Story 145: Wouter Le Duc

What is your backstory?

I’ve always been an observer. Looking at people, observing social behaviour, discovering new colours and watching the light illuminate people’s faces are among my favourite activities. I picked up a camera at age sixteen, walked through parks and alleys and photographed the strangers I met. Although those early photographs are miles away from my current work, my working method remains the same. I approach people with integrity and fascination. I strive to show what’s underneath the mask of daily life and capture a glimpse of the inner world of the sitter.

What camera gear/editing setup do you use?

I’ve spent years trying out different cameras and other equipment before finally finding the right gear a couple of years ago. This gear is the perfect combination for me because it combines full control and high quality, and at the same time fits my way of working so well it doesn’t create any barrier between myself and the sitter. 

I use an analogue medium format camera called the Mamiya RZ67 Pro II with either a 75mm or 110 Mamiya lens. If you research which lens you need to use in a setting, you will find tons of rules and guidelines on which one to pick. I prefer the exact opposite; I will look through my viewfinder to see if it matches the way I experience the setting and if it doesn’t, I will either change the position of my camera or change to my other lens. I once owned almost the whole range of Mamiya lenses, but I learned these two are the only ones I need. Kodak Portra 400 is the only film I use and I develop the films and scan the negatives myself.

I always use a Manfrotto tripod and Sekonic light meter when shooting. This is all the gear I use when I am out photographing. I never bring any lighting equipment because I prefer to use the ambient daylight.

How do you achieve the look of your photographs and could you take us through the process?

My work focuses on light and people. I don’t control the light, but I will characterize it with my vision. Seeing the potential of a space and light is a very crucial element to my practice. I always walk around studying light. The light of every season, in every space and on every face fascinates me. It’s a never ending process and I love it.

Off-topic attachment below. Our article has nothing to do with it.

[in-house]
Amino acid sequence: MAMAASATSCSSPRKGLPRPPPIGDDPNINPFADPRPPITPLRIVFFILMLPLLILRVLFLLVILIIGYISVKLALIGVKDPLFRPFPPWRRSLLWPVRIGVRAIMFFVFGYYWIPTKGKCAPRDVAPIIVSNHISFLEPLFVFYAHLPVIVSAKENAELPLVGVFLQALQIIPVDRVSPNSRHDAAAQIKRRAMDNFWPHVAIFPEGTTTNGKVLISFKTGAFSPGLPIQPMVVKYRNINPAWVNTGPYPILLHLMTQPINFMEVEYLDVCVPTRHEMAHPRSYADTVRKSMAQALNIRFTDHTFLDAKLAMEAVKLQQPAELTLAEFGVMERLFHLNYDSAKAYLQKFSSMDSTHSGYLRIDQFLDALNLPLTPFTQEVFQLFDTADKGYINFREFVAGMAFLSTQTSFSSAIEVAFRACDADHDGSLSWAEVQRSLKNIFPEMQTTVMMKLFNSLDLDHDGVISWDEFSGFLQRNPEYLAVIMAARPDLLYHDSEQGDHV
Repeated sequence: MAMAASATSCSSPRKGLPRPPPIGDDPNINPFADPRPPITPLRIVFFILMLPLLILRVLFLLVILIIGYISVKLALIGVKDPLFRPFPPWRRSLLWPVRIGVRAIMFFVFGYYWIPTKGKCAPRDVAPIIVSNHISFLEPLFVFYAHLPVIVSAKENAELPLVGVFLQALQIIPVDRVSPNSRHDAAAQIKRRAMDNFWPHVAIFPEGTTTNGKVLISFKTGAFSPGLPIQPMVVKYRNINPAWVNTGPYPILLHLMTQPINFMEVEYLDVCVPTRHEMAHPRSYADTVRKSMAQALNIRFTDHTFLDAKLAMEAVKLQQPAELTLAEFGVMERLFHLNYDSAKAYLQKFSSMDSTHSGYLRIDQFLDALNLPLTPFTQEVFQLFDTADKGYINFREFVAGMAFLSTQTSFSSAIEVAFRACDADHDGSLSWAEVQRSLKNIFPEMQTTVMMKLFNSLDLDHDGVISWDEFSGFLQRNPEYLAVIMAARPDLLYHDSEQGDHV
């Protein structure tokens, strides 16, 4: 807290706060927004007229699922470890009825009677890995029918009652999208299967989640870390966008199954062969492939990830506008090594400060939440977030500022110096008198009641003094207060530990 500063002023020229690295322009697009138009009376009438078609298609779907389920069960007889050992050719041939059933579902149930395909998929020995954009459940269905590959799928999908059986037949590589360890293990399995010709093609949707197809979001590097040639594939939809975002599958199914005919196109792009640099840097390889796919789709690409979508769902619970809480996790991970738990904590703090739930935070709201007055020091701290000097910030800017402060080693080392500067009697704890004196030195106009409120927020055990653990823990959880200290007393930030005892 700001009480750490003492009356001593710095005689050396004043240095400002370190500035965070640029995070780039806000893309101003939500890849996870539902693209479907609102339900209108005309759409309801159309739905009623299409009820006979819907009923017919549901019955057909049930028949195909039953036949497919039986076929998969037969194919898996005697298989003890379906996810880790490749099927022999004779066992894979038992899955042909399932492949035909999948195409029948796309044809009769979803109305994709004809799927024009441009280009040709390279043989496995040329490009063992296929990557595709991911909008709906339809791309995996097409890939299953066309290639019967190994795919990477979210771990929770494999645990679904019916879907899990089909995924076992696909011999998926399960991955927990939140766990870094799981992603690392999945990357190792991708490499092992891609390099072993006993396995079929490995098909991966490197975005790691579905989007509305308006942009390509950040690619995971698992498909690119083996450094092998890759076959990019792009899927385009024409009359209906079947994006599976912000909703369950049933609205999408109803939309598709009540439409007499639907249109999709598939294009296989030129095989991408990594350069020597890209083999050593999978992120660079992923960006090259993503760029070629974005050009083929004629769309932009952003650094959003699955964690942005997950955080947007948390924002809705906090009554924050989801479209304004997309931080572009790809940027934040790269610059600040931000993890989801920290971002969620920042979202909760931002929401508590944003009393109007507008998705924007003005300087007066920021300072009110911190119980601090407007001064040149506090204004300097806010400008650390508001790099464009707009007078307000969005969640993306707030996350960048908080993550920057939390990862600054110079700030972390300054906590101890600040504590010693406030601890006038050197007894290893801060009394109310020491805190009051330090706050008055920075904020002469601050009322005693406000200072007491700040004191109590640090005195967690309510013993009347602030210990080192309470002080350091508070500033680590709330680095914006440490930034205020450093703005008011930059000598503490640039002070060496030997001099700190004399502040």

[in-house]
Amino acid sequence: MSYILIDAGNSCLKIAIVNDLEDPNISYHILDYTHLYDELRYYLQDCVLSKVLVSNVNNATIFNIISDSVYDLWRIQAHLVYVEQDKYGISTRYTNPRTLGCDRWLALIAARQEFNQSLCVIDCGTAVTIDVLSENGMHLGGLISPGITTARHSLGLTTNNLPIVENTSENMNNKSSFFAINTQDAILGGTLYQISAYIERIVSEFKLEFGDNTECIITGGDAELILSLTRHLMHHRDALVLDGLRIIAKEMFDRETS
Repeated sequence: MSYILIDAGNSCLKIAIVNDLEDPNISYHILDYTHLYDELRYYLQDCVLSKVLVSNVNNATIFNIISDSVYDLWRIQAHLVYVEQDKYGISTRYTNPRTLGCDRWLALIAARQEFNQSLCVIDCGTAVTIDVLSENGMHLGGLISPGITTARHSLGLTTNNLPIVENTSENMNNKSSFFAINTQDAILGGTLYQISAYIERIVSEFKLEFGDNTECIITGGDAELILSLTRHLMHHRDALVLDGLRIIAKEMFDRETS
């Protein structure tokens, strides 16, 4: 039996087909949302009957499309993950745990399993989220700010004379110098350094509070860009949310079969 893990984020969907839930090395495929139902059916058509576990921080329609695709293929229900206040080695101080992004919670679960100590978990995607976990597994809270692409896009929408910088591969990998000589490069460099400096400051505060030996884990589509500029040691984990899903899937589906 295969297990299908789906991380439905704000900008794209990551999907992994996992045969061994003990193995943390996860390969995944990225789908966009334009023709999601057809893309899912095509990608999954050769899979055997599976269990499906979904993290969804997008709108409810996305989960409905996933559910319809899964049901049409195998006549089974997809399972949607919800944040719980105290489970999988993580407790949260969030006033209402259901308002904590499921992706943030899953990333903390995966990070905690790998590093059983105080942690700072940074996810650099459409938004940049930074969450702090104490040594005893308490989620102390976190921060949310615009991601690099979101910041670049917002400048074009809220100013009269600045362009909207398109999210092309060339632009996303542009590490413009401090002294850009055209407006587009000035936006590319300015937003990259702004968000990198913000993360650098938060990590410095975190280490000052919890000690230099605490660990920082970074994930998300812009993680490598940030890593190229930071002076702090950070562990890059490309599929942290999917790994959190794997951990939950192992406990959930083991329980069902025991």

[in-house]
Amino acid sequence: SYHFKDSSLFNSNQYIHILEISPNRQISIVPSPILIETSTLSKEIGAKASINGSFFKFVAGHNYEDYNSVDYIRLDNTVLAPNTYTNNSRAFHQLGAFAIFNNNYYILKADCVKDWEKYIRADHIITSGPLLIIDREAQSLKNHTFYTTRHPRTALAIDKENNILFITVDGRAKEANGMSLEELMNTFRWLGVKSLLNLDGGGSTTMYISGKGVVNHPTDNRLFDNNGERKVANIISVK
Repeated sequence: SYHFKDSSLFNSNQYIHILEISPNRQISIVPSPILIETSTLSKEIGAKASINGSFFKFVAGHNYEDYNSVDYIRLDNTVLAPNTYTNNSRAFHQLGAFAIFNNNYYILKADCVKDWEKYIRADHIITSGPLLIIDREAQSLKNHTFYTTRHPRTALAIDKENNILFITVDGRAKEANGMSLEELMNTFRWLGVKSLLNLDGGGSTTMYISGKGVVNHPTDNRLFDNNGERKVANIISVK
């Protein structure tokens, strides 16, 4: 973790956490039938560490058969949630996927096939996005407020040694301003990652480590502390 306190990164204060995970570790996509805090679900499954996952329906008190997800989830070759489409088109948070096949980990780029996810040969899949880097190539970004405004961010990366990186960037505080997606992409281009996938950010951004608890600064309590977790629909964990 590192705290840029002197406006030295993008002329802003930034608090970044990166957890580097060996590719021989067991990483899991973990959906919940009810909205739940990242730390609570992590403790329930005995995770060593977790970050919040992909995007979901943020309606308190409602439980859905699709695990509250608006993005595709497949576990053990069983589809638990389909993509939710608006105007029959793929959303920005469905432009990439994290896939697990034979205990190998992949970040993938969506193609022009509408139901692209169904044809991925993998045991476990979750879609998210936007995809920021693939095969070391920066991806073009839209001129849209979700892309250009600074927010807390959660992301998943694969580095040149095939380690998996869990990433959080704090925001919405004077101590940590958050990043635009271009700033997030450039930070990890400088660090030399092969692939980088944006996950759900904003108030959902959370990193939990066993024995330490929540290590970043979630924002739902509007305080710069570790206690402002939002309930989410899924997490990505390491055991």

When I schedule a shoot, I make sure we have enough time to really give room for the process of creation. When we meet, we’ll first sit down to get to know each other. I am always curious to know more about the people I meet. It also helps me to create a setting in which the creation of the portrait is a collaboration between the two of us. I feel my best work was created with the people who were fully emerged in this process.

Could you tell us the backstory of some of your photographs?

At the moment of writing this I am spending time again in a monastery in the north of France which has been transformed into an artist in residence. It’s isolated from the rest of the world, within its proximity only nature and a sleepy little town. I’ve been coming here for almost a decade and this place has been crucial to my work.

The first time I was here, I just walked around for days to take it all in. It’s inhabited by people who spend their days secluded from the daily pace of life and can only surrender to themselves and their work. Some people refer to their stay as approaching a blank canvas, everything has to come from within you and there is nowhere to run. 

Year after year, I return to work on my own projects. During these periods I feel safe to spend time just thinking, asking questions without having to find an answer. In the summer of 2018 I decided to fully focus my photography practice on portraiture. I thought of the monastery and how the French sunlight filters through the windows and illuminates the people and their characters. I decided the visitors of this place would become the subject of my first long-term portrait project. 

The individuals visiting the monastery -artists, writers, dancers, philosophers, etc.- all have similar reasons for coming, making sense of their thoughts and ideas. I aim to capture them at that moment in time and the energy surrounding them. However, these portraits tell as much about the sitters as they do about myself. They form a self-portrait, through which not only my sitters’, but also my own contemplation comes to the surface. Although the project itself is finished, I feel my whole practice is a continuation of this approach. 

What advice do you have for aspiring photographers?

Every photographer has their own path and everything is part of it. It would be out of place to tell you what to do and how to do it. But for myself, it’s been crucial to keep pursuing the things which give me most energy and which I care about most. There have been times when I almost lost the joy in photographing because I was too constrained by the unwritten rules of the industry. It gave me the feeling I had to do things a certain way, but this way is a dead end because you get off your own path wandering into no man’s land. What it taught me was that nobody cares as deeply about what you do but you. Break every rule you need to break to keep caring about it so deeply.


Wouter Le Duc


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